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Re: CTWG60's 24VRT - It will be a long slow (non-existant) build

Post by ctwg60 on Wed Dec 09, 2009 2:21 pm

No Rob, it's a very nice daily. Stops me getting frustrated in traffic. Smile I've fixed the radio as well. Very Happy I can't jump straight in I have to take a small break. My first purchase was a book on turbo design and installation and a corrado car cover, today! Laughing

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Re: CTWG60's 24VRT - It will be a long slow (non-existant) build

Post by kevhaywire on Thu Dec 10, 2009 4:38 am

Blimey, this has moved on a bit.... lots to catch up on! Laughing

No need for the humble pie Stu, we're not like that on here Very Happy We figured it out together with some top notch piccies and some general head scratching Laughing

Those Wossner pistons for the 24V.... there's a problem with them. I can't remember what exactly but something Vince was saying about them not having a dish....and they should have one, like the stock pistons. Jon had to redo the pistons in his R33 Turbo because of it. He used those pistons originally. I'll need to speak to Vince about it and get the exact details.

Yep, turbos make no boost when there's no load and yep, there is incredible back pressure before the turbine! If you look on a turbo 'map', the 'pressure ratio' is that back pressure.

Pre turbine back pressure is partly why I'm not a believer of 3" exhausts in low to moderate boost applications. When the cylinders are fighting against a massive restriction *before* the exhaust, believe me, a massive exhaust after the turbo makes comparitively little difference. I always believe in trying stuff first rather than just doing things because everyone else does, such as the 3" exhaust being a "must" for VR Turbos. I don't buy it and I've not seen any benefit in ~ 400hp applications.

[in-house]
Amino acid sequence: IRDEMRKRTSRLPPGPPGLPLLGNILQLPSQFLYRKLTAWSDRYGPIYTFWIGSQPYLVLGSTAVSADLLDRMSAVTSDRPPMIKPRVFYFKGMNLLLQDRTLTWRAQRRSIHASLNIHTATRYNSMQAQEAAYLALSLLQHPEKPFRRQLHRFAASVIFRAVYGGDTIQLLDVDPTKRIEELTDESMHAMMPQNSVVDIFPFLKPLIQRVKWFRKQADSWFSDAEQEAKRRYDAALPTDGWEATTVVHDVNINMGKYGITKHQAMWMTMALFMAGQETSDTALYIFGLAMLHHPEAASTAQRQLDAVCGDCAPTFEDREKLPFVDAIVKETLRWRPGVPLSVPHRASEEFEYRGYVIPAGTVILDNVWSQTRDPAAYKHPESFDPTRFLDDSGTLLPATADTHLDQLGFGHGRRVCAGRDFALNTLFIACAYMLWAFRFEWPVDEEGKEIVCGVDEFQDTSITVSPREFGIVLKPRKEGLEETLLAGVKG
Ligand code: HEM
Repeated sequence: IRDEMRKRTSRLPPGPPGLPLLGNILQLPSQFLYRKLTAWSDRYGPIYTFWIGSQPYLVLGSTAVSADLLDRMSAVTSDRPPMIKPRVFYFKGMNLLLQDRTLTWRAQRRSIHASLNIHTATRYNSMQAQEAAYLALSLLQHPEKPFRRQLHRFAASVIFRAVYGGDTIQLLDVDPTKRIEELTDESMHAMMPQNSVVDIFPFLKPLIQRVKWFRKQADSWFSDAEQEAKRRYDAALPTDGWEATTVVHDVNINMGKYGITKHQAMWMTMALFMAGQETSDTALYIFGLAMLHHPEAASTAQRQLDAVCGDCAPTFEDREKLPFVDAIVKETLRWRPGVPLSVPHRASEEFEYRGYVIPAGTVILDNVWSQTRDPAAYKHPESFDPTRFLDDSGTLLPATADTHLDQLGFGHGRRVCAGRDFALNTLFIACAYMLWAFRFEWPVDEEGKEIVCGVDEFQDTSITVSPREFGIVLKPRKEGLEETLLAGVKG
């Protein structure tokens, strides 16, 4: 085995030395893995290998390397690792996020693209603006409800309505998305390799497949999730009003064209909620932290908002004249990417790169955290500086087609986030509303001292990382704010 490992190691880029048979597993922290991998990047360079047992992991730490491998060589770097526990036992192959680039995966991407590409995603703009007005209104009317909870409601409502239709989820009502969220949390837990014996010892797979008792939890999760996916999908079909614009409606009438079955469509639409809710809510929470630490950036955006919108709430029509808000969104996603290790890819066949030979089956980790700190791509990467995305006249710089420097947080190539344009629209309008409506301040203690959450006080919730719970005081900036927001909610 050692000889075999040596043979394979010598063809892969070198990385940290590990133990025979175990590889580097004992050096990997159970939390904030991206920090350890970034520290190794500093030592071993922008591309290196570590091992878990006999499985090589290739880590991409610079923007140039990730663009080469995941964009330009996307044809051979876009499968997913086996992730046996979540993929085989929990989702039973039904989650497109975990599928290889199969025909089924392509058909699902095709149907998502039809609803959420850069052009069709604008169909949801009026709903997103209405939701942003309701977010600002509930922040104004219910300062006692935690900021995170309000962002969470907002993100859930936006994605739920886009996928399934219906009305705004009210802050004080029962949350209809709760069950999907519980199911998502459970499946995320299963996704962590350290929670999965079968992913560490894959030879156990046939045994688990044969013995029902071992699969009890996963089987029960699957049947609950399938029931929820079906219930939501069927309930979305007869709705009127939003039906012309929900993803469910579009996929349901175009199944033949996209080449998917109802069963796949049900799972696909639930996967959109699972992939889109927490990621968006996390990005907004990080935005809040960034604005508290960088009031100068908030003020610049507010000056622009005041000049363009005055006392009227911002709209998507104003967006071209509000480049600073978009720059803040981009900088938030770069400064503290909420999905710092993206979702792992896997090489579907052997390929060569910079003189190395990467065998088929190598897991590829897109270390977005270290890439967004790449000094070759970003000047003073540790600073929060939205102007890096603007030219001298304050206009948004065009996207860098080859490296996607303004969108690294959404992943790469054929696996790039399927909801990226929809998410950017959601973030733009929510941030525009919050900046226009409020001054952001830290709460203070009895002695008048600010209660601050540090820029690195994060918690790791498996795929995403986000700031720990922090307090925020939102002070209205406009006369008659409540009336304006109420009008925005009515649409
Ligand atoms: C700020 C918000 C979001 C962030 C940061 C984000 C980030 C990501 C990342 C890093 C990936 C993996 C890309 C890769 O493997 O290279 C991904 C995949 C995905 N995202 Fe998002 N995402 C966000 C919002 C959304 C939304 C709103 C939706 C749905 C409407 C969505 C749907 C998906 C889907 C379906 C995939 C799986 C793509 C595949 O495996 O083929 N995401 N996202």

It's not heat that makes the turbo pressure on modern turbos, well, it is in part, but not as much as it used to be. It's exhaust gas velocity that makes the boost. That's why there is no boost on part throttle. There simply isn't enough fuel / air being burned to drive the turbine fast enough to overcome the pressure ratio and make some boost.

Now, even at 1500, or 2000rpm with a biggish turbo, mash the pedal down and the cylinders immediately fill with air (seen as 100KPA or atmospheric pressure on the boost guage) and that much air will burn faster with more punch and now you'll start to spin the turbine and make some boost. Where you get the peak boost / torque depends on the size of the turbine, flow characteristics of the engine etc etc....

The aim is to minimise lag by increasing exhaust gas velocity, so that means getting air into the cylinders quickly, and for that you need long runners, and then blasting the burned air onto the turbo as quickly as possible, and for that you also need long runners - which is where tubular manifolds come into play Very Happy

That is optimal, but not essential. Stumpy log manifolds work too and they are usually used due to packaging and cost reasons. You will never see a fancy, equal length tubular manifold on a mass produced turbo engine, but they invest in other areas to minimise lag....such as VVT Very Happy

Either way, the boost pressure you see on the guage is the result of back pressure, just like fuel and water pumps. If they don't have a 'head pressure' to work against, you don't get any positive pressure out of them.

24Vs make a great turbo engine because the flow through them is very good and the cams are adjustable - it's a win win situation Very Happy

The 24V will be less torquey off boost than a 12V though, so you do need a damn good intake to keep the gas speed up.

Can't believe what a nerd I'm turning into. I knew feck all about turbos this time 3 years ago....it's amazing what you pick up by c0cking about with these things and some light bed time reading Very Happy

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Re: CTWG60's 24VRT - It will be a long slow (non-existant) build

Post by ctwg60 on Thu Dec 10, 2009 4:51 am

Good info, are you making your own equal length runner here?

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I mean unequal length runner to accommodate the heads unequal length ports.

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Re: CTWG60's 24VRT - It will be a long slow (non-existant) build